Soccer fanatic

It would be an understatement to say that our 6-year old son Ezra loves soccer. His pet fish is named “Messi” after the Argentinian soccer star Lionel Messi. His favorite thing to wear is a soccer jersey. He thinks that the best possible scenario for fun is the combination of him, his brother, his father, and a soccer ball.

 

Seeing that Ezra has only lived with us for just a little more than a year, we know that this love of soccer can’t be wholly attributed to our prompting. It started way before we met him. Though soccer ranks somewhere around 6th place in popularity in America, it’s #1 in the world. All you have to do is take an international trip to experience this. My husband and I saw this firsthand when we traveled to the Democratic Republic of the Congo, Ezra’s birth country.

 

Ezra was 3-years old at the time. He was shy and uncertain of these American strangers (us) who were so foreign to him in speech, appearance, and pretty much every other way. Bouncing a small soccer ball, we persuaded him to come outside to a gravel parking area near our hotel room. Once outside, I videoed Ezra timidly playing a game of catch with Brent. Then, without warning, instead of just catching and tossing, Ezra stuck out his head to make contact with the ball and bounce it back to Brent. For the next 4:37 minutes of video footage, Ezra expertly headed the ball as Brent happily realized that this was a soccer-loving, little boy.

 

Fast forward to present time. Ezra is on a soccer team with 5 other kids. Chanting like a cloistered monk, he prays the night before a game or practice: “Please no rain. Please no rain. Please no rain.” He cheers for his team’s victories—large or small—and empathizes with the opposing team’s defeat (which is tricky because it’s always anyone’s guess who actually wins these free-for-alls).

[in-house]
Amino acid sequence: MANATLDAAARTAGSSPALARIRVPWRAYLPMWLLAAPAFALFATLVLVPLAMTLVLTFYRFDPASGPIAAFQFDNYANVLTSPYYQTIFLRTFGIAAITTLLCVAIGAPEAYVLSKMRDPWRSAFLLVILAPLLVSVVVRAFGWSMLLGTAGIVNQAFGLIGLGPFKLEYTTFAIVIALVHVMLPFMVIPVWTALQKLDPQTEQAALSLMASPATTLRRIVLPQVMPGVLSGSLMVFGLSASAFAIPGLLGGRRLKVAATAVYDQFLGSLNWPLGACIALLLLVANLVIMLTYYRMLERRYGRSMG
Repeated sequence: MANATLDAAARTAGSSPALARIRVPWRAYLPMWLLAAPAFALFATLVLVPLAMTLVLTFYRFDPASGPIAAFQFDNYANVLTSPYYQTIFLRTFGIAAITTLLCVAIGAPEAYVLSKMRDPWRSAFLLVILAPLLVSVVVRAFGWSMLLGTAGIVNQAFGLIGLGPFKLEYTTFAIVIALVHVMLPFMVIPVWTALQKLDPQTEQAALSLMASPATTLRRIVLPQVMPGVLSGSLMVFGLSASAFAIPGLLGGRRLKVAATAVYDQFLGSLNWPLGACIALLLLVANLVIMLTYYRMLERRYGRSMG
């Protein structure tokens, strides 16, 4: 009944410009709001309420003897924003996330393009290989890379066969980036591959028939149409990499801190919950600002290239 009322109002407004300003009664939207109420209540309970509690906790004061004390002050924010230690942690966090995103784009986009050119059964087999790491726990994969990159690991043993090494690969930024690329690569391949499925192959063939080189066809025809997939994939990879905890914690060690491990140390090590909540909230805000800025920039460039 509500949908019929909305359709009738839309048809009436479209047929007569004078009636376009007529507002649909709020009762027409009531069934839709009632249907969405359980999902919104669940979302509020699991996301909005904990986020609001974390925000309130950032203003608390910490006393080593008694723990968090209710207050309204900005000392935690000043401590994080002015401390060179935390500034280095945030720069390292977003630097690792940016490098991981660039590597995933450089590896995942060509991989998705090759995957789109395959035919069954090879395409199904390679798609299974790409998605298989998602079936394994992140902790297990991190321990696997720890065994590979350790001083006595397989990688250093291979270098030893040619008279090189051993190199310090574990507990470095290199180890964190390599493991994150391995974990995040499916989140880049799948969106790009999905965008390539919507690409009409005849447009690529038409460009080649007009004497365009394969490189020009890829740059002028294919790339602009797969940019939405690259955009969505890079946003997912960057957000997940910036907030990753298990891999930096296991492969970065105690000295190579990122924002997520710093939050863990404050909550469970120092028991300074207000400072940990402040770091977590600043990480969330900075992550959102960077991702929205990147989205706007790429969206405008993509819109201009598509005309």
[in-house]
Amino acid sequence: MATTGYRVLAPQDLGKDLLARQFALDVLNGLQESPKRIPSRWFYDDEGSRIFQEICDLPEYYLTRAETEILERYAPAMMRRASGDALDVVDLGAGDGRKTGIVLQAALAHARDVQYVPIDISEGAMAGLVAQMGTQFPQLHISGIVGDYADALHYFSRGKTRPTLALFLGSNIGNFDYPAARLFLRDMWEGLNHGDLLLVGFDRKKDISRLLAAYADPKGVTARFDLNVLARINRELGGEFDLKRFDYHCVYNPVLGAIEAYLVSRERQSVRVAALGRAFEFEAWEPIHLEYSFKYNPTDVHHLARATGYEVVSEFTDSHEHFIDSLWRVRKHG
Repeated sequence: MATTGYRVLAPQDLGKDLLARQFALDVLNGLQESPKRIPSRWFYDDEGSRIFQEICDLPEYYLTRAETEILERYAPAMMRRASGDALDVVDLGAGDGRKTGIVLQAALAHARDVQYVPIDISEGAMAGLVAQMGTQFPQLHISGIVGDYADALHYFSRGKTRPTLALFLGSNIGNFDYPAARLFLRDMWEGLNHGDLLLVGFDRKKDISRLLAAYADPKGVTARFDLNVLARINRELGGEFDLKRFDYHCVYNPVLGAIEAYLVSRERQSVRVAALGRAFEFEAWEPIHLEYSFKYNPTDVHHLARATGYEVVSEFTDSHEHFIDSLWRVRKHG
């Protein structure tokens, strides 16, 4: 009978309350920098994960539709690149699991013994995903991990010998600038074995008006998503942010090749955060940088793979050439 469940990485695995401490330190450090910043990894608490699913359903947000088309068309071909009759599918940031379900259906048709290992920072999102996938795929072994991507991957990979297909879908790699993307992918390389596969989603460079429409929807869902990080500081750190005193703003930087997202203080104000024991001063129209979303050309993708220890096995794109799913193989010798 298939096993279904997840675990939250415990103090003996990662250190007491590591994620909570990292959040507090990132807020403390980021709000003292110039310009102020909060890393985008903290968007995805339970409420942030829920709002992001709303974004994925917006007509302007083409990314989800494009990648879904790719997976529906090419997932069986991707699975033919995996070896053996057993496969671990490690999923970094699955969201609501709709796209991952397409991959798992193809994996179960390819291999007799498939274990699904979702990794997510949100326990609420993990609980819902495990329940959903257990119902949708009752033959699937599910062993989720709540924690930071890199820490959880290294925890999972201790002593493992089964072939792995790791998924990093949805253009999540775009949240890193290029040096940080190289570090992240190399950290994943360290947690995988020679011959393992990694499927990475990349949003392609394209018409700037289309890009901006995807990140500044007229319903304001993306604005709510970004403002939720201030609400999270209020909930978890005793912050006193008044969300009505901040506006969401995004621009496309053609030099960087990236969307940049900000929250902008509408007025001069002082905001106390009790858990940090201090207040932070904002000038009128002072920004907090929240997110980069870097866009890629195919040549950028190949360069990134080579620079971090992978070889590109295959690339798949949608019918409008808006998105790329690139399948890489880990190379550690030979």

This past Saturday his enthusiasm may have exceeded his sportsmanship. When he stole the ball from an opponent and dribbled it down the field in an uncontested breakaway, he mockingly waved to the players as he passed them, saying: “Goodbye everyone.” Then he took a shot and hit the post. Pride goeth before a fall.

 

Speaking as a completely unbiased observer, Ezra is the best 6-year old soccer player in the universe. As I watch him play now, I think about the countless hours he and his Congolese friends played soccer in the dry dirt of the lots surrounding his orphanage. This was a game meant to engage a variety of ages and sizes. They only needed a soccer ball—or something homemade resembling a ball—and rocks or sticks to designate the goals. They didn’t wear fancy cleats or shin guards or uniforms. They were barefoot in hand-me-downs and the best thing they wore was the smiles on their faces.

 

Who’s to say if Ezra will continue to play soccer or if this is just a passing fancy? Time will tell if his love for this game will diminish and he will make room for other sports and activities in its place. What I can tell you is that his experiences playing soccer as a small child has made him the player he is today—fast, skilled, fearless. It has shaped and equipped him.

 

When I’m in an especially introspective mood and I think of my past, I can see how I was being prepared for my present situation. Relationships, jobs, events, heartbreaks all work together to give me a piece of what I might need now, just like Ezra’s early Congolese soccer experiences combine to create the soccer enthusiast I see each time he runs out onto the field.

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